BIOTIC Species Information for Talitrus saltator
|Researched by||Georgina Budd||Data supplied by||MarLIN|
|Refereed by||This information is not refereed.|
|Scientific name||Talitrus saltator||Common name||A sand hopper|
|MCS Code||S241||Recent Synonyms||Talitrus locusta|
|Additional Information||An extensive review of the Talitridae was published by Bulycheva (1957) in which the concept of the family was reconsidered and a number of genera removed to newly erected families, Hyalidae and Hyalellidae. The separation provides a convenient ecological grouping with the truly terrestrial genera in the Talitridae, a family consisting of five genera (Talitrus, Orchestia, Talorchestia, Talitroides and Brevitalitrus), all of which are recorded in the British Isles. Talitrus are a small circumtropical genus comprising about 10 recognized species but Talitrus saltator is the only species that extends into the north east Atlantic area (Lincoln, 1979).|
|Taxonomy References||Reid, 1947, Howson & Picton, 1997, Lincoln, 1979, Bulycheva, 1957,|
See additional information
|Typical food types||Partly decayed seaweed and other vegetation.||Habit||Free living|
|Bioturbator||Flexibility||High (>45 degrees)|
|Height||Insufficient information||Growth Rate||1.3-5.5mm/100 days depending on life stage|
|Adult dispersal potential||100-1000m||Dependency||Independent|
|General Biology Additional Information||Growth rate
Williams (1978) reported that juvenile growth rates averaged 5.5 mm in 100 days decreasing to 1.3 mm in 100 days after sexual differentiation at around 8.0 mm.
The leaping habit of the Talitridae is confined to the family and is achieved by the sudden extension of the intucked, short posterior end of the body. In order to achieve a leap, the species has to stand on its legs in a manner not characteristic of the Amphipoda, which normally move on their side. The sudden tail-flick is undirected and it may land anywhere. Hopping is repeated until a safe place is found (Reid, 1947).
Pattern of activity
Despite the widespread occurrence of Talitrus saltator in the supralittoral zone of sandy beaches along the Atlantic coasts of Europe and the Mediterranean (Dahl, 1952), most work concerning the species has focused on its behaviour, in particular influences on the locomotor activity rhythm of the species e.g. Williams (1980, 1979, Williams, J.A., 1983).
During the day, Talitrus saltator is found buried in the substratum above the high tide line but, at night it emerges on the ebb tide to forage intertidally on the strandline algae. It must, however, return to the high supralittoral before the flood tide. Williams, J.A. (1983) found that this activity was under a precise endogenously controlled rhythm, which in constant conditions will free-run for > 100 days without variation.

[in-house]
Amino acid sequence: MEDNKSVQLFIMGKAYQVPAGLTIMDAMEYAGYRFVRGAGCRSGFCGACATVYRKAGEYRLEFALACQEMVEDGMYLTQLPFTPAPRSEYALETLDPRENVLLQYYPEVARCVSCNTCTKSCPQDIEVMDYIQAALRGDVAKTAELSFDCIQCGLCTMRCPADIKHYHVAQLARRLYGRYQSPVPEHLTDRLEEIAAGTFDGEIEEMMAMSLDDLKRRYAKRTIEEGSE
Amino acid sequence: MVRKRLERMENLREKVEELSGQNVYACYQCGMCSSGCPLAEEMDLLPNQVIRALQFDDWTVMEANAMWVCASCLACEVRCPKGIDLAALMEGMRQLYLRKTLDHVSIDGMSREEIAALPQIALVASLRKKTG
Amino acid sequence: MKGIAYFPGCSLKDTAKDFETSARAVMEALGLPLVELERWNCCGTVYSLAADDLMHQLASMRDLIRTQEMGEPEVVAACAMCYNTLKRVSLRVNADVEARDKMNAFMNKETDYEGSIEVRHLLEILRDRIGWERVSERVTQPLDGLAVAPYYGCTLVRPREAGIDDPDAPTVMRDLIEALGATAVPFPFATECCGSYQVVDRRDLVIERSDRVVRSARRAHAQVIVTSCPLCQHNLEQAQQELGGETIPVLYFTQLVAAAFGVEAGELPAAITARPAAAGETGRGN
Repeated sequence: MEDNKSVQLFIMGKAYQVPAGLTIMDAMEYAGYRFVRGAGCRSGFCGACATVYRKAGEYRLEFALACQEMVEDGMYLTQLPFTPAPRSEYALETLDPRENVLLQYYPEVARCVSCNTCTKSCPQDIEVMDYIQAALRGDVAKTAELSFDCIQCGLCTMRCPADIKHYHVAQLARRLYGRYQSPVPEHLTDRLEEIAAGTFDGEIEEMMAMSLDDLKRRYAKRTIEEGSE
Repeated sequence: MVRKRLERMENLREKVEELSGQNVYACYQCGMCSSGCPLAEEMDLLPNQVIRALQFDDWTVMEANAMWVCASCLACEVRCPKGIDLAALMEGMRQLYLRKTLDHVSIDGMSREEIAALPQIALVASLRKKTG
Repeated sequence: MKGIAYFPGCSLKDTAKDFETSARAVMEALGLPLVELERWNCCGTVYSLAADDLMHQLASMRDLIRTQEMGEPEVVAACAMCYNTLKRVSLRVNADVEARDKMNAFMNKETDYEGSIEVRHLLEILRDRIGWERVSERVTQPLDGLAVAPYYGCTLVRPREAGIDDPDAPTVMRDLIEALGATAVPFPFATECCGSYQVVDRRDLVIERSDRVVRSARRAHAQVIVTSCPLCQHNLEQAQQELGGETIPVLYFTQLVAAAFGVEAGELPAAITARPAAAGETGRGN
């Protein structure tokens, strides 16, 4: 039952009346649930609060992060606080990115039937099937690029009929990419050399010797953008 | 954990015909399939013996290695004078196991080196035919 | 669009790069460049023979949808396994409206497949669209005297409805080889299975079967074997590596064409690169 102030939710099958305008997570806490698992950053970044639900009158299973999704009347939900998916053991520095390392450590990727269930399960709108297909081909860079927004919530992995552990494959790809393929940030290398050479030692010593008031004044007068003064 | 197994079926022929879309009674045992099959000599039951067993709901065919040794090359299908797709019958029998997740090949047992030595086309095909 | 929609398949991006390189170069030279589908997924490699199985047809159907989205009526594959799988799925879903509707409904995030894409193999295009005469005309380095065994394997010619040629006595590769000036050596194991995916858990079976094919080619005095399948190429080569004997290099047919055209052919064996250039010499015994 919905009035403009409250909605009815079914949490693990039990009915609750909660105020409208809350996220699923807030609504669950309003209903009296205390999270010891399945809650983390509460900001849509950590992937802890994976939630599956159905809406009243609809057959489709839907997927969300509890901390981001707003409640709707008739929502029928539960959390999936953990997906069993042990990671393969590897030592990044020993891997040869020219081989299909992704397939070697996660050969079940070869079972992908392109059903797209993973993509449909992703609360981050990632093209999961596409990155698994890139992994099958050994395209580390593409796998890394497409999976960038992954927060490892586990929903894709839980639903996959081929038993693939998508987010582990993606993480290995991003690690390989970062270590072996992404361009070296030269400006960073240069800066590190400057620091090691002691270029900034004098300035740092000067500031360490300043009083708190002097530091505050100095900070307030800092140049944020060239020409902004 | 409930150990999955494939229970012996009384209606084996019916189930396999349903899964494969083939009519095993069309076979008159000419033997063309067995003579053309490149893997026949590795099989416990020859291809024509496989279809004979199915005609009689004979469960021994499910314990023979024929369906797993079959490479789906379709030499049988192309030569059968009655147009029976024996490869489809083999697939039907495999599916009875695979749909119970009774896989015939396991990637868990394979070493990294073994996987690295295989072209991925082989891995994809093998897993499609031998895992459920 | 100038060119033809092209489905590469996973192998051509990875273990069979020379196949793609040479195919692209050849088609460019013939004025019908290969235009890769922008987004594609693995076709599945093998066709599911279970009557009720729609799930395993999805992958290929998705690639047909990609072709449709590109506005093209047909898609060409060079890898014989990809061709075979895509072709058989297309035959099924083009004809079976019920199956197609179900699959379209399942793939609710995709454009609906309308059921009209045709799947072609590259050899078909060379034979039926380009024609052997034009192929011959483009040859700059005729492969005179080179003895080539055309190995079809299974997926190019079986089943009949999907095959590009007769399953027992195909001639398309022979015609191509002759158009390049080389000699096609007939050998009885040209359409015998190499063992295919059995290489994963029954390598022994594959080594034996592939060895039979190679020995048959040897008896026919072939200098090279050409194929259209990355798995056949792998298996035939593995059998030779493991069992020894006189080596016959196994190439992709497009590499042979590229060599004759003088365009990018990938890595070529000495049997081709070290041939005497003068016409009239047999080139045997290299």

Following specific light cues at dawn (a threshold light intensity of 1.5 lux, Williams, 1980), nocturnal surface foraging activity ceases and the sand hopper moves upshore in order to locate burrowing sites above the previous high tide level. This dawn upshore migration is also controlled by an endogenous circadian rhythm, probably independent of that controlling emergence and foraging (Hayward, 1994), as following peak nocturnal activity, the sand hopper quite suddenly switches to orientated movement in the direction of light/dark boundaries (horizon). A behaviour that Edwards & Naylor (1987) demonstrated experimentally.
The activity cycle of Talitrus saltator is also entirely circadian. Its nocturnal activity in the intertidal zone occupies a six to eight hour period which, peaks between 0100 and 0300 hours GMT regardless of tidal state and cycles over a period of 24.46 hours. Owing to the requirement for the activity pattern to be phased with the seasonally changing night/day ratio (nL/D) a perceptible daily shift is apparent (Hayward, 1994). Williams (1980) found that the dawn light transition, rather than dusk, was used by Talitrus saltator to synchronize its periods of activity with the nL/D cycle.
The pattern of behaviour seems to serve two purposes. Firstly, it prevents the sand hoppers' burrow zone being completely inundated during the next high tide and consequently a semi-lunar horizontal displacement of the burrow zone occurs (Williams, 1979).
Secondly, the activity is related to humidity. Moisture conservation is a major stress for crustaceans living a transition between marine and terrestrial life-styles and behavioural mechanisms used to locate and maintain humid microhabitats during the diurnal quiescent phase of their circadian activity cycle is vital.